has a great step-by-step guide to using Tinsil Gel (presumably 10, he doesn't say). At 8:30 he starts discussing the silicone and reasons for choosing it. It makes me wonder whether Tinsil is altogether a better way to go: long working time, no incompatibility problems, seems to be soft enough for puppets. John in the video also advocates not wrapping the armature. Just seems to need a de-gassing chamber - impossible with Platsil because of short working times. He also mentions the technique of casting in foam latex then trimming back and giving it a skin of Tinsil.
Hmm, gotta try this stuff. Any comments from experience?
All the silicones I've tried, however thick they are and seem to cling to the sides of the mould, will slowly flow down and pool in the low spots. No matter how many times I brush it back up, it will flow back down, so I have to apply a very thin layer at a time. So I can see how the viscosity of the 00 might make it harder to apply, yet still sag down. But since I have some Platsil Gel-00, I'll have to find a use for it. ( I actually thought I was buying Gel-10, didn't read the label properly until I got home.)
It would work to fill the face, before putting on the back half of the mould, with my method of casting silicone heads. That is a nice big open area to pour the stuff in, so the viscosity should not matter. Once I put the back on I have to pour down a very narrow neck, with the neck wire and some foam on it getting in the way as well, and the Ecoflex works far better for that. When I cast full bodies, without head, I pour through the neck then as well. John Ikuma's method of filling each half of the mould with it open, then slapping it together, might be better if using a thick silicone.
For the mould, you need a material that can go on as a liquid, even if it is a very thick liquid, so it can flow into the hollows and pick up all the details. Then it needs to set - either to a hard solid, or to a rubbery consistency.
Polymer clay is like a putty, and you probably could take some simple moulds by pressing it onto the sculpture, if the sculpture is hard. Not so good if the sculpture is plasticine, because you would probably squish or distort it a little. But suppose you could press it on. Then you need to harden the polymer clay, and you do that by baking it in the oven. As it gets hot, the plasticine goes soft, then runny, long before the polymer clay hardens. If you tried to peel the polymer clay off before baking, it would pull out of shape. If the sculpt was hard stone, something that would not melt, the clay would lock onto it once it hardened, if there were any undercuts at all. So no, do not use polymer clay for making a mould.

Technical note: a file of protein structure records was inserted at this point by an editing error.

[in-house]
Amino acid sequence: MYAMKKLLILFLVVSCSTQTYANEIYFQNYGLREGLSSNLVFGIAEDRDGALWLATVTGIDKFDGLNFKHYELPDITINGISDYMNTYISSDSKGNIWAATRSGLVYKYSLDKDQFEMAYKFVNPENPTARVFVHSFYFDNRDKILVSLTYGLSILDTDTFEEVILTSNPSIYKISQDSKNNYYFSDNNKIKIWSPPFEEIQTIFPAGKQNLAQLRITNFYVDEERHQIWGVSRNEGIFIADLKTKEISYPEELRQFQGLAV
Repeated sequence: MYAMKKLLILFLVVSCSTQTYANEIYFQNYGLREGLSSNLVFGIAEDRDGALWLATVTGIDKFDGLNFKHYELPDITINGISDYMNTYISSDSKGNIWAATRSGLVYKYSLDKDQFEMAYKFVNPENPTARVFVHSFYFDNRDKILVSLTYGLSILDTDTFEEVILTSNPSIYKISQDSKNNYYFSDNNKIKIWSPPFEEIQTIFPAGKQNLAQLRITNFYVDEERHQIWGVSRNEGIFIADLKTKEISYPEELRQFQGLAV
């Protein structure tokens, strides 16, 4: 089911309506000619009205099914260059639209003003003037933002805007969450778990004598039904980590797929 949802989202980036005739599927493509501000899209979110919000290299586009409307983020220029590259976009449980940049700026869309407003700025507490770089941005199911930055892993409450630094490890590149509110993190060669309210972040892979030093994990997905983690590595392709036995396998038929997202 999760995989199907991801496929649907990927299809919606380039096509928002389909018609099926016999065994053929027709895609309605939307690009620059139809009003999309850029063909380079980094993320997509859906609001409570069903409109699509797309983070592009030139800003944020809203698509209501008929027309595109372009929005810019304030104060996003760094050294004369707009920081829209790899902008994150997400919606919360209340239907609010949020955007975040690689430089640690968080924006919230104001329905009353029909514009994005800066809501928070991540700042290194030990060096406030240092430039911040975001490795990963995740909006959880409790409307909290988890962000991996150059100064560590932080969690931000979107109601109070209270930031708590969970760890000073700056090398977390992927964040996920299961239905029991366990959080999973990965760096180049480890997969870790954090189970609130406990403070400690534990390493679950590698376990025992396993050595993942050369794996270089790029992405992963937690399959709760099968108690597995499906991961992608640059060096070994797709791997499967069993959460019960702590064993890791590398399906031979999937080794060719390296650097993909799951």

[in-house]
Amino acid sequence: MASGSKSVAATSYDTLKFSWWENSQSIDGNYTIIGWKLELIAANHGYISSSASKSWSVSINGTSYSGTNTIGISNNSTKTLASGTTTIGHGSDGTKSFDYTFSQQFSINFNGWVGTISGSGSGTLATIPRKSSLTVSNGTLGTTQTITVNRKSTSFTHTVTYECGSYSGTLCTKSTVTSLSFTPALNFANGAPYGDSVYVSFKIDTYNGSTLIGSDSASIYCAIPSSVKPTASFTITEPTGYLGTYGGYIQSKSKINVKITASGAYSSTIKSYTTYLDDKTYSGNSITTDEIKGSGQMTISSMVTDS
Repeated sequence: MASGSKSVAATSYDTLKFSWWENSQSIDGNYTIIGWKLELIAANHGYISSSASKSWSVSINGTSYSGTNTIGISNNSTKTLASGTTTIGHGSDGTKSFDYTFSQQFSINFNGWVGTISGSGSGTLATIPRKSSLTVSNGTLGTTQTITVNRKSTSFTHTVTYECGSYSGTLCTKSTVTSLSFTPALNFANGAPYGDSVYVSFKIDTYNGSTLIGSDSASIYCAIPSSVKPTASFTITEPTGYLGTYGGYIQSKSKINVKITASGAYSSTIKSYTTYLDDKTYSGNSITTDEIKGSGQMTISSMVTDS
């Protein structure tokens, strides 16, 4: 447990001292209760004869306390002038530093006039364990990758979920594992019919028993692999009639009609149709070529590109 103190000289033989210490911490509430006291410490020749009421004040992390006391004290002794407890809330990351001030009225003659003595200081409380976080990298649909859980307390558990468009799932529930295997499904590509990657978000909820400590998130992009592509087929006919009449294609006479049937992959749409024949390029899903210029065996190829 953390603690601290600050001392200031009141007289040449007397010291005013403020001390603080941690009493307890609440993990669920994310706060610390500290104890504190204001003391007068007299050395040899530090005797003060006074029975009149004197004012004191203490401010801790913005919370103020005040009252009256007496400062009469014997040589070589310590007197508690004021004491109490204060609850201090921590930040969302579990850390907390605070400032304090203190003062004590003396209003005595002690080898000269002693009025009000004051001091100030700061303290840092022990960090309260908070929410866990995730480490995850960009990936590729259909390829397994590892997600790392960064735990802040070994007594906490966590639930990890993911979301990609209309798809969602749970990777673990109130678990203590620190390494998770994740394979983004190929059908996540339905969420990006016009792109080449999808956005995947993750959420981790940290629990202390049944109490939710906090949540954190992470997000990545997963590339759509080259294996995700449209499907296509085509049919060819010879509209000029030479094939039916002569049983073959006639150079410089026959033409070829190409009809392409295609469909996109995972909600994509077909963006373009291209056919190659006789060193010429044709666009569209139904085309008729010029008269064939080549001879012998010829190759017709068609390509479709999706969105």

For a couple of silicone bodies, I made the mould from fibreglass, with polyester resin, instead of plaster. (Could have used epoxy resin, which is less stinky but costs a bit more, but I had some polyester resin I wanted to use up.) In one case, it was so I could send the mould to the customer in America who had ordered the puppet. He wanted to cast additional bodies, with different heads. Plaster is big, heavy, and breakable, and costs a lot to send from Australia to the US. (Especially for a mould of a big fat Sumo wrestler!) Fibreglass can be much thinner and lighter than plaster, but still strong. It worked, except there was a tendency for the fibreglass to bow out slightly as it cured. Maybe a 2mm gap around the middle of the torso, but touching further out from the centre like at the hand and feet. I had to put clamps in the middle to squeeze the centre together. That fixed it, and I got a good cast in each case. Like plaster, the resin goes on as a liquid, then sets hard without having to bake it.
Here is the polyester resin mould of the Sumo wrestler, with silicone skin painted in. You can see on the edges that it is quite thin compared to a plaster mould. The head mould for the same character was plaster, you can just see a bit of it on the bottom right edge of frame, where I have painted black silicone into the hair area, and am waiting for that to set before I paint the flesh tone silicone into the rest of it.
Also a pic of pouring the silicone in through the neck hole. That is Ecoflex 00-30 being poured in.